“An American, born in Italy, educated in France, who looks like a German, speaks like an Englishman, and paints like a Spaniard.” William Starkweather from The Art of John S. Sargent.
John Singer Sargent was born in Florence to wealthy parents and travelled widely from an early age. His painting was heavily influenced by the Old Masters, particularly Velázquez and Frans Hals. He mingled with many of the Impressionist painters but Singer’s style, containing elements of both Impressionism and Naturalism was viewed with suspicion by many; only Monet saw value in his work and the two became close friends. Singer made his name with his portraits of influential society figures, remarkable for the elegance and luxury he captures with his superb brushwork. In 1907, however, he tired of the portraits profession preferring to concentrate on his landscape watercolours.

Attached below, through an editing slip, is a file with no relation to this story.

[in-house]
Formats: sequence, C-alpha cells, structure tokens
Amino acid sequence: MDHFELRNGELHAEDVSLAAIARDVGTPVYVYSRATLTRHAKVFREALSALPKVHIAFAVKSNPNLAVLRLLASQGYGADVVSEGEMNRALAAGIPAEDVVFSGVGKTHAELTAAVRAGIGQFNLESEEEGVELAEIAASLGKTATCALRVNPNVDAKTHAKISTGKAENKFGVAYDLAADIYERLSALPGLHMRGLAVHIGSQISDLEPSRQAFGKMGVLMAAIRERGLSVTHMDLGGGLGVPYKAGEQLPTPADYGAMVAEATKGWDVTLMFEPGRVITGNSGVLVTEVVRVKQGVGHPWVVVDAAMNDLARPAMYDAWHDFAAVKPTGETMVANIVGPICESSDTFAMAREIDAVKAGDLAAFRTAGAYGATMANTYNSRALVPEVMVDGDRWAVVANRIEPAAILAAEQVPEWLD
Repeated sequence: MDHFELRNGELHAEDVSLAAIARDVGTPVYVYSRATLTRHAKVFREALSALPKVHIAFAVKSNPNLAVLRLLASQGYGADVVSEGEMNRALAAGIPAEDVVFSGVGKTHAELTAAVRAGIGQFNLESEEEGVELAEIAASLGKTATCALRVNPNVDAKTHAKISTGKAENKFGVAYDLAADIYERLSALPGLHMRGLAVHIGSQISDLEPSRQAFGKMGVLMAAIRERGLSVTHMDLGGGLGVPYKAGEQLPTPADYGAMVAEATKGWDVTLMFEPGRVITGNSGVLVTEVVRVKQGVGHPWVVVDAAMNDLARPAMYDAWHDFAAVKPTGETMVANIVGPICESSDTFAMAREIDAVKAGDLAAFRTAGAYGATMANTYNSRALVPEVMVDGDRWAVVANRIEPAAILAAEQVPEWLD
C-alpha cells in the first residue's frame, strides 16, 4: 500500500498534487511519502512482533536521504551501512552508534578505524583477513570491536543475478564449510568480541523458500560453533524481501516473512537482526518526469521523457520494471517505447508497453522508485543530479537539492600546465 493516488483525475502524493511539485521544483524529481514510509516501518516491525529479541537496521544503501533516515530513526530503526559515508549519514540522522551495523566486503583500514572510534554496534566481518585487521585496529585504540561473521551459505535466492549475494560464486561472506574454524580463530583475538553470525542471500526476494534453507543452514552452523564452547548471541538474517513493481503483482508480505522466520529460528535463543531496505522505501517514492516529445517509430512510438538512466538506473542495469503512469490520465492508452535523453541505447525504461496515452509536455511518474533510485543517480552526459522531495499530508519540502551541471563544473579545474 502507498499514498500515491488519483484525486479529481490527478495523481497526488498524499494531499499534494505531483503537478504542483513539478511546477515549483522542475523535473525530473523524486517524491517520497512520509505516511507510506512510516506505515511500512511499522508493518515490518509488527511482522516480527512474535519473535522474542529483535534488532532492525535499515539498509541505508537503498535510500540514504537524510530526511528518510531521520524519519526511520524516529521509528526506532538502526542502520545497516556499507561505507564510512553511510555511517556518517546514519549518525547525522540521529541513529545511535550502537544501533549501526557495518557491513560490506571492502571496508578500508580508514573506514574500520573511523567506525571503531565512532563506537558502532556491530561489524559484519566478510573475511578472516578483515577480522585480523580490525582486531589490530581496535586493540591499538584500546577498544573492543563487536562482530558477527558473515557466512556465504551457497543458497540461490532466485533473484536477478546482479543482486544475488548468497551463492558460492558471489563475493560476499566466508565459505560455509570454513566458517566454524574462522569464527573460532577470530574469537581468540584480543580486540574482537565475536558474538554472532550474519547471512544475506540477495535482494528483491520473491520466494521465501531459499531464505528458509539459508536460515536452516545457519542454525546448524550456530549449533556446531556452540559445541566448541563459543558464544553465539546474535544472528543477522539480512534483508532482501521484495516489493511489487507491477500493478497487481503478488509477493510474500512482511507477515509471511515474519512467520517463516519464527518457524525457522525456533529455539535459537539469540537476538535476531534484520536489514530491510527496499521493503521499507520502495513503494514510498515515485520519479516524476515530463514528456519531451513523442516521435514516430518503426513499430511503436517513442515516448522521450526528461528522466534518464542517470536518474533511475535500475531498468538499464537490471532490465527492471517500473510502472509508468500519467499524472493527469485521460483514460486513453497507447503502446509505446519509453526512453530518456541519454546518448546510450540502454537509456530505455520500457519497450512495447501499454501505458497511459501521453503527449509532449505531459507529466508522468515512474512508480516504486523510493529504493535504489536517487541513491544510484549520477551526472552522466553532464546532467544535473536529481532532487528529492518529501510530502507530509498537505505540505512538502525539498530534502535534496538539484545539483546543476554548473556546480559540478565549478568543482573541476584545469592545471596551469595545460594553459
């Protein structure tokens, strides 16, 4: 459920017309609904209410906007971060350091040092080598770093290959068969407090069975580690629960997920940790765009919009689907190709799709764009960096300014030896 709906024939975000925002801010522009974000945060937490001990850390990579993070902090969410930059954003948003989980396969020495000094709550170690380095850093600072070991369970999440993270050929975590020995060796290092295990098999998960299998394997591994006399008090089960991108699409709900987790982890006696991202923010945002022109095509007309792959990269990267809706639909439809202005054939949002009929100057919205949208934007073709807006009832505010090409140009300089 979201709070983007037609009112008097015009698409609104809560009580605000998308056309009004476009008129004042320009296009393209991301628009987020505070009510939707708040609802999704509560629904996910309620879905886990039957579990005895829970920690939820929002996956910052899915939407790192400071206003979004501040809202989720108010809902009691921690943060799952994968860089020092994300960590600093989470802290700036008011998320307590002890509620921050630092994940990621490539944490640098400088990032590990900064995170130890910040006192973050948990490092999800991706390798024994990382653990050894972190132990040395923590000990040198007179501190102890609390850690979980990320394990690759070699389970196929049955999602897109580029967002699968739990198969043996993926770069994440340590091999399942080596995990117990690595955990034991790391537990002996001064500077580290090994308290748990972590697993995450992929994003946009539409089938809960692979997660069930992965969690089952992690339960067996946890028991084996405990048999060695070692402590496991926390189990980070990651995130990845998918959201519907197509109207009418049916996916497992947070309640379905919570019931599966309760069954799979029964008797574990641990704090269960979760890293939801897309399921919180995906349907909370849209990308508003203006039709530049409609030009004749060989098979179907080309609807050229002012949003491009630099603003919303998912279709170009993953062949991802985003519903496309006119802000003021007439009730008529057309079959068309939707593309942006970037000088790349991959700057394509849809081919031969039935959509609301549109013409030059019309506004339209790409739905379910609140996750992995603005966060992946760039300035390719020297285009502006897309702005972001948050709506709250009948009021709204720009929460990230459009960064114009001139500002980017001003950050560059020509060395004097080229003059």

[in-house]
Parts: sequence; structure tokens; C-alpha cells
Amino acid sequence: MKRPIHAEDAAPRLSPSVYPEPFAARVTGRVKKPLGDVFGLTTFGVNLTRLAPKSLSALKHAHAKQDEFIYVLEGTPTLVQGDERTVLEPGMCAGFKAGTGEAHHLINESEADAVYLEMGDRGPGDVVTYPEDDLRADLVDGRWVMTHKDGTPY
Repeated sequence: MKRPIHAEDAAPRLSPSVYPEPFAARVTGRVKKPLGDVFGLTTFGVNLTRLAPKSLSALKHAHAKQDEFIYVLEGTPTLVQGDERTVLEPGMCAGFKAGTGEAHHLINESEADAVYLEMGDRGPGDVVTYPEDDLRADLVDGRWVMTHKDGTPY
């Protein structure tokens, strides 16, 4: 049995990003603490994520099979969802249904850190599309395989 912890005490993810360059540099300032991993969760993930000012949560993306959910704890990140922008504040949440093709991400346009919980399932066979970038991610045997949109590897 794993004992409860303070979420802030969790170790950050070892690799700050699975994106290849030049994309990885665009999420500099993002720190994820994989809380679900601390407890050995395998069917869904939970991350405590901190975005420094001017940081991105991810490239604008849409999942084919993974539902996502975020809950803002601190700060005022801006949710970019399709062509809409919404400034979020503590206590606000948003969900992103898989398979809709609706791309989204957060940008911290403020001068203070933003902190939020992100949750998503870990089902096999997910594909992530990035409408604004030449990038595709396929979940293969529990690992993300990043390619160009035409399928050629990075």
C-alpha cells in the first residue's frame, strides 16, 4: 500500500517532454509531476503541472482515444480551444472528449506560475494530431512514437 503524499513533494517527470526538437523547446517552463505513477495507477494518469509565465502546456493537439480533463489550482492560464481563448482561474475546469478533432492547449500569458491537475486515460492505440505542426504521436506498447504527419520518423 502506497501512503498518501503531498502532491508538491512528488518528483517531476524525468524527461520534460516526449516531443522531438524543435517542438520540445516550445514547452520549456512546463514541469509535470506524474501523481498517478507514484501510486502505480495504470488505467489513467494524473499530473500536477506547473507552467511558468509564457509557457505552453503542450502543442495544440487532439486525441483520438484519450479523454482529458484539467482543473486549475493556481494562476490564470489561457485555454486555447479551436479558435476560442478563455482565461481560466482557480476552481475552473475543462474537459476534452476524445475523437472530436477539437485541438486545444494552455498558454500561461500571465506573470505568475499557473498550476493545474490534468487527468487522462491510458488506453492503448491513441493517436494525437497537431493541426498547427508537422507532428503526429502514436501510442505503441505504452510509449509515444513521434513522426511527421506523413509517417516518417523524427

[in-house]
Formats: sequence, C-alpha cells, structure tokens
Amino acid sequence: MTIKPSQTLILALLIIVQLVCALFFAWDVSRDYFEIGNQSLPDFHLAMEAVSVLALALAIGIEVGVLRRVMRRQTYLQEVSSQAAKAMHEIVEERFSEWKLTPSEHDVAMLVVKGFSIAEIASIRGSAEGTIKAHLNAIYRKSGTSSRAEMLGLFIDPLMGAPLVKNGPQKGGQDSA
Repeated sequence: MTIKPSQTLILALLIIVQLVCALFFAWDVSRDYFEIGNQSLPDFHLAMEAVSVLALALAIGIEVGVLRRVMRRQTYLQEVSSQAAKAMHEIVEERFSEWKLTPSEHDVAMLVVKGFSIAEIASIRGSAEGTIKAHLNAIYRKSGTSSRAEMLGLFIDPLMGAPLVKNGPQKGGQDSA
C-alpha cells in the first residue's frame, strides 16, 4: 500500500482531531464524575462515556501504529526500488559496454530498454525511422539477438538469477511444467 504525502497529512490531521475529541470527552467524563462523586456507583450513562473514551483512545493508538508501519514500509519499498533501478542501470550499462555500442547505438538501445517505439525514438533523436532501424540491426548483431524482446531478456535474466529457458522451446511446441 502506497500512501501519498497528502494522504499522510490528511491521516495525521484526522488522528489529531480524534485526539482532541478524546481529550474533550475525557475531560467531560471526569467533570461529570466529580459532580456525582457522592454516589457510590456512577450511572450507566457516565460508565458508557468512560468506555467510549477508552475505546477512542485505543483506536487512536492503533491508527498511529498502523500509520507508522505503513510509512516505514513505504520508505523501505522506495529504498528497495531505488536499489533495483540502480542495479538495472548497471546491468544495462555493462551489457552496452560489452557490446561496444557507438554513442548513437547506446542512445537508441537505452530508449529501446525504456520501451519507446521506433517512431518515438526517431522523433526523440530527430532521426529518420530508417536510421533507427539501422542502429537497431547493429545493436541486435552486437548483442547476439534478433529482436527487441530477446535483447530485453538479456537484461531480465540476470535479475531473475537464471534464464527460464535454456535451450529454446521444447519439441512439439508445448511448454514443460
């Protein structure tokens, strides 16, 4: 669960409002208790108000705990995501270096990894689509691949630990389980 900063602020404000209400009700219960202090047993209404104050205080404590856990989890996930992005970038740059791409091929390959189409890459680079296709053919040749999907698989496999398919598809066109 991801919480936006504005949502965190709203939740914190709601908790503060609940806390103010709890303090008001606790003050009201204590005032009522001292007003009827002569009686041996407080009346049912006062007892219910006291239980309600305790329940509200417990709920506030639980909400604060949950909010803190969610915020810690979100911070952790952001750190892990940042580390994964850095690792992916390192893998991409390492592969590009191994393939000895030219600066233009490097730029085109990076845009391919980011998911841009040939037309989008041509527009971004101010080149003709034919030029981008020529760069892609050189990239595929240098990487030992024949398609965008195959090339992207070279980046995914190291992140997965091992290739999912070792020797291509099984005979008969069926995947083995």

In 1890 he began working on a series of oils on canvas for the Public Library and the Museum of Fine Arts in Boston. These allegorical works were followed by works with
themes drawn from classical mythology. These Symbolist paintings were to be completed just before his death and sadly did little to enhance his reputation. The painting ‘Gassed’ (1918), on the other hand, provoked by the First World War and which he painted as an Official War Artist is extraordinarily powerful and is still highly regarded.